Hyundai Santa Fe SUVs Recalled, Thanks to New Fire Risk
Another day, another Hyundai recall. This one concerns fire risks.
The anti-lock brake system module in some 44,000 Santa Fe sport utility vehicles could malfunction, the automaker recently told federal regulators. That could cause an electrical short, leading to fires, the company added.
“The subject vehicles are equipped with Anti-Lock Brake System (“ABS”) modules that could malfunction internally and cause an electrical short over time,” Hyundai said in a defect notice filed with the National Highway Traffic Safety Administration. “An electrical short could result in significant overcurrent in the ABS module increasing the risk of an engine compartment fire while parked or driving.”
The recall covers certain 2018 Santa Fe SUVs. It follows a previous recall in which Hyundai called back nearly 360,000 Santa Fe SUVs from model years 2016 to 2018.
The company told NHTSA it is aware of at least four fires related to the defect but no accidents or injuries.
Hyundai plans to notify owners of recalled cars by mail by December 26. It will ask owners to bring cars to local dealers for inspection and repair, free of charge.
In the meantime, the company claims that the cars are safe to drive. Hyundai “strongly urges owners of these vehicles to park their cars outside and away from homes and other structures until their vehicles have been repaired,” NHTSA said in a news release posted on the agency’s website.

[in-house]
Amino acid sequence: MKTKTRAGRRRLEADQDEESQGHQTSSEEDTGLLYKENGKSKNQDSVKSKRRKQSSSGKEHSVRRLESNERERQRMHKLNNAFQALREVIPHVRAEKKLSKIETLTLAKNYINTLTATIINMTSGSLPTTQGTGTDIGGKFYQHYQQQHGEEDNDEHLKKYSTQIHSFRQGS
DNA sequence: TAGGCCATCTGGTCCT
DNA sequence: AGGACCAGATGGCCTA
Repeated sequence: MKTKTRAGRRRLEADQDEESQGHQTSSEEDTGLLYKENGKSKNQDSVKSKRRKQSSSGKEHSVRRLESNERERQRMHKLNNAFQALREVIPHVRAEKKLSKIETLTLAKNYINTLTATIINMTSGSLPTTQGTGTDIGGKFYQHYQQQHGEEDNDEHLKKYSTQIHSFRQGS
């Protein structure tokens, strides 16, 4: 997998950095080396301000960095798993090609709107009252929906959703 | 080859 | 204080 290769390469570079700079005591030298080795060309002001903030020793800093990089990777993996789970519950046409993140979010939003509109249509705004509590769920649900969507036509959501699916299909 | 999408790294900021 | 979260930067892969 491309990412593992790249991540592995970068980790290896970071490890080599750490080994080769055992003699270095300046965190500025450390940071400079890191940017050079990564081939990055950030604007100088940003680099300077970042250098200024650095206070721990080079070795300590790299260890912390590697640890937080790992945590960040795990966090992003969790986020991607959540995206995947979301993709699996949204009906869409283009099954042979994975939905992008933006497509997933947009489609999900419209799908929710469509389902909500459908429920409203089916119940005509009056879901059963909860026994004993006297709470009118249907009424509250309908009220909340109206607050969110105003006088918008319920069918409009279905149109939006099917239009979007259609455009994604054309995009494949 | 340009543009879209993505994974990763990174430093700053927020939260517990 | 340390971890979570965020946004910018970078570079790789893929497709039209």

Other Safety Risks for Hyundai Owners
These kinds of recalls have become all too routine for Hyundai and other major vehicle manufacturers.
The company recently announced that it is recalling some 240,000 vehicles whose seat belts could malfunction and explode, for example. That could injure occupants and cause accidents, Hyundai acknowledged.
Hyundai also recently announced it was recalling some 26,000 vehicles whose windshields could detach in the event of a crash, also increasing the risk of injuries. The company said around the same time that it was also calling back 700 Santa Fe sport utility vehicles whose instrument panels were installed upside down.
California Car Owners’ Legal Rights
Fortunately, car owners and lessors in California have some valuable protections under the state’s lemon law. They do not have to wait around for a recall to get a malfunctioning vehicle fixed.
The California lemon law generally requires carmakers to perform a wide range of repairs on vehicles while they are under warranty. It also forces manufacturers to buy back vehicles that they are unable or flat-out refuse to fix. That means compensating the owner for the vehicle’s purchase price, as well as financing charges, rental car costs and other related expenses.
Talk with a California Lemon Law Attorney
If you have been stuck with a defective or malfunctioning vehicle, a California lemon law attorney at Bickel Sannipoli APC can help you fight back.